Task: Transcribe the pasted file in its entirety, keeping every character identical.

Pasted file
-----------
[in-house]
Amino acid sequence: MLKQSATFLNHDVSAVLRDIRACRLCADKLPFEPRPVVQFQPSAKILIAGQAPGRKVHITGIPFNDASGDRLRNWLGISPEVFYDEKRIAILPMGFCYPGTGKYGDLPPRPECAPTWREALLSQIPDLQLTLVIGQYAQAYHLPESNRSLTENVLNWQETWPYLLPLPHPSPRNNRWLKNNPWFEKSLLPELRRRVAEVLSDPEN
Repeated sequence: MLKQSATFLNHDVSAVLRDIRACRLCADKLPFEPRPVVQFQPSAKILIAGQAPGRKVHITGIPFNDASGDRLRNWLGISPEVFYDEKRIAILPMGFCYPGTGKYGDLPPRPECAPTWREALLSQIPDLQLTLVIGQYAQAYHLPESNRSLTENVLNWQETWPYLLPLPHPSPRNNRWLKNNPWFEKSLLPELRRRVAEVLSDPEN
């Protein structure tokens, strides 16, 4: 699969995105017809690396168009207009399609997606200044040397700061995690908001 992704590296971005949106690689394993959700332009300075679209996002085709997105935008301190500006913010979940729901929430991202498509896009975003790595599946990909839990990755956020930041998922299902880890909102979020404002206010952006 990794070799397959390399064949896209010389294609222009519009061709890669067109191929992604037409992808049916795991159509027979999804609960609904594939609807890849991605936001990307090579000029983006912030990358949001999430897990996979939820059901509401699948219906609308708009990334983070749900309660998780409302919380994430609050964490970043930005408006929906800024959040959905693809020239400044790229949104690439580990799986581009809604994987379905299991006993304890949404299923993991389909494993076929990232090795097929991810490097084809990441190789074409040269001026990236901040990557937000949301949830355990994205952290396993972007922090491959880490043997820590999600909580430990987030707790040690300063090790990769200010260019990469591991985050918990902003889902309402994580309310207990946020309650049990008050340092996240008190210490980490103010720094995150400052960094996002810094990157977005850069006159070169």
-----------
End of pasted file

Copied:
[in-house]
Amino acid sequence: MLKQSATFLNHDVSAVLRDIRACRLCADKLPFEPRPVVQFQPSAKILIAGQAPGRKVHITGIPFNDASGDRLRNWLGISPEVFYDEKRIAILPMGFCYPGTGKYGDLPPRPECAPTWREALLSQIPDLQLTLVIGQYAQAYHLPESNRSLTENVLNWQETWPYLLPLPHPSPRNNRWLKNNPWFEKSLLPELRRRVAEVLSDPEN
Repeated sequence: MLKQSATFLNHDVSAVLRDIRACRLCADKLPFEPRPVVQFQPSAKILIAGQAPGRKVHITGIPFNDASGDRLRNWLGISPEVFYDEKRIAILPMGFCYPGTGKYGDLPPRPECAPTWREALLSQIPDLQLTLVIGQYAQAYHLPESNRSLTENVLNWQETWPYLLPLPHPSPRNNRWLKNNPWFEKSLLPELRRRVAEVLSDPEN
């Protein structure tokens, strides 16, 4: 699969995105017809690396168009207009399609997606200044040397700061995690908001 992704590296971005949106690689394993959700332009300075679209996002085709997105935008301190500006913010979940729901929430991202498509896009975003790595599946990909839990990755956020930041998922299902880890909102979020404002206010952006 990794070799397959390399064949896209010389294609222009519009061709890669067109191929992604037409992808049916795991159509027979999804609960609904594939609807890849991605936001990307090579000029983006912030990358949001999430897990996979939820059901509401699948219906609308708009990334983070749900309660998780409302919380994430609050964490970043930005408006929906800024959040959905693809020239400044790229949104690439580990799986581009809604994987379905299991006993304890949404299923993991389909494993076929990232090795097929991810490097084809990441190789074409040269001026990236901040990557937000949301949830355990994205952290396993972007922090491959880490043997820590999600909580430990987030707790040690300063090790990769200010260019990469591991985050918990902003889902309402994580309310207990946020309650049990008050340092996240008190210490980490103010720094995150400052960094996002810094990157977005850069006159070169």